OregonLive.com—The Tualatin Valley Water District voted 4-0 Wednesday to tap the Willamette River as the district’s need for water grows in the next 30 years and beyond.

The district will partner with Hillsboro, which voted in February to adopt the same long-term strategy for water supply.

The two agencies plan to build a water treatment plant in Wilsonville and a pipeline to transport the water to Washington County.

The plan could be implemented by 2025. The Tualatin Valley Water District expects its portion of the cost to be $408.3 million.

The district currently gets water from the Joint Water Commission, the Portland Water Bureau and its own aquifer storage and recovery well.

Water rates will go up when the district expands its capacity, but planning so far in advance could reduce sudden rate increases, Mark Knudson, the district’s chief engineer, said at the board meeting.

In 2007, the district voted to collaborate with other agencies to raise the Scoggins Dam and expand Hagg Lake to expand its long-term water supply. Although the district is still committed to that plan, the project will not be completed in time to meet the district’s needs as its service population grows.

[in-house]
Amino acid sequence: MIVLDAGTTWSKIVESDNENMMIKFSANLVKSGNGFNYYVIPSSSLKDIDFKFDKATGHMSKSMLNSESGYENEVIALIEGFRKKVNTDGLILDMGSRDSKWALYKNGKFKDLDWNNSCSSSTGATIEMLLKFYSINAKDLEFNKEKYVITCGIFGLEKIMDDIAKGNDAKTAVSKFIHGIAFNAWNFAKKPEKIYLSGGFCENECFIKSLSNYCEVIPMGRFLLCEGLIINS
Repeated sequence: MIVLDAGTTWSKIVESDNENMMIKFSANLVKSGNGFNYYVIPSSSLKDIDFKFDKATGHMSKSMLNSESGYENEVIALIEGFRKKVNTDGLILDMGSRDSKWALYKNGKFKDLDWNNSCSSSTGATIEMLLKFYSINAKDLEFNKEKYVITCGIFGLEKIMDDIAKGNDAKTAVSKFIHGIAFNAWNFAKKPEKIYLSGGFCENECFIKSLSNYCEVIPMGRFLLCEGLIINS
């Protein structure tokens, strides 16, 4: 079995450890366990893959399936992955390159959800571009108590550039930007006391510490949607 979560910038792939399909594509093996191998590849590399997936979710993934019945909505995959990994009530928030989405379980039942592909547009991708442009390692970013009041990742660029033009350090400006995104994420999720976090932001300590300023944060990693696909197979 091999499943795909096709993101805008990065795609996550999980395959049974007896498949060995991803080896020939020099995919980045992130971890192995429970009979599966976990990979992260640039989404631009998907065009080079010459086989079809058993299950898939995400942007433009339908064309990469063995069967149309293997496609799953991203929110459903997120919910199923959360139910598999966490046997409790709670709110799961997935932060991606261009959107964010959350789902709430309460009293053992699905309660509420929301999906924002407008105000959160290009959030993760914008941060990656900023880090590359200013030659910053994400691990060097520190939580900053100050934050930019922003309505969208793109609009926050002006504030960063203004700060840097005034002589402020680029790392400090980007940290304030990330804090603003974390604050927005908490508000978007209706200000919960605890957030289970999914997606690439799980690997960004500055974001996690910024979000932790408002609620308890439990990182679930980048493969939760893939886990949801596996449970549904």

The other option under consideration was to buy more water from Portland and build a pipeline from the Powell Butte Reservoir. However, the district would not have ownership rights over Portland’s water, as it would over the water drawn from the Willamette. The Portland option was projected to cost about $370.7 million.

The district staff’s most recent evaluation comparing the Willamette and Portland options rated the Willamette option as “more resilient” in eight of 12 categories, including seismic event risk and operations and maintenance costs.

Portland was considered more resilient only in the schedule category. The two options were considered equal in capital costs, political risk and regional economy changes.

The district serves more than 200,000 residents in Beaverton, Hillsboro, Tigard and unincorporated Washington County. Its service population is expected to grow by more than 100,000 by 2050.

The district’s current peak water demand is 49.5 million gallons a day, but it expects a peak demand of 72 million gallons a day by 2050.

“This decision tonight, if properly implemented, will enhance the control that this region has over its future,” said Commissioner Richard Burke. “I will be very happy to drink Willamette River water.”

Read originally posted article by Nicole Friedman at OregonLive.com

By Nicole Friedman | nfriedman@oregonian.com
on April 24, 2013 at 9:04 PM, updated April 25, 2013 at 2:40 PM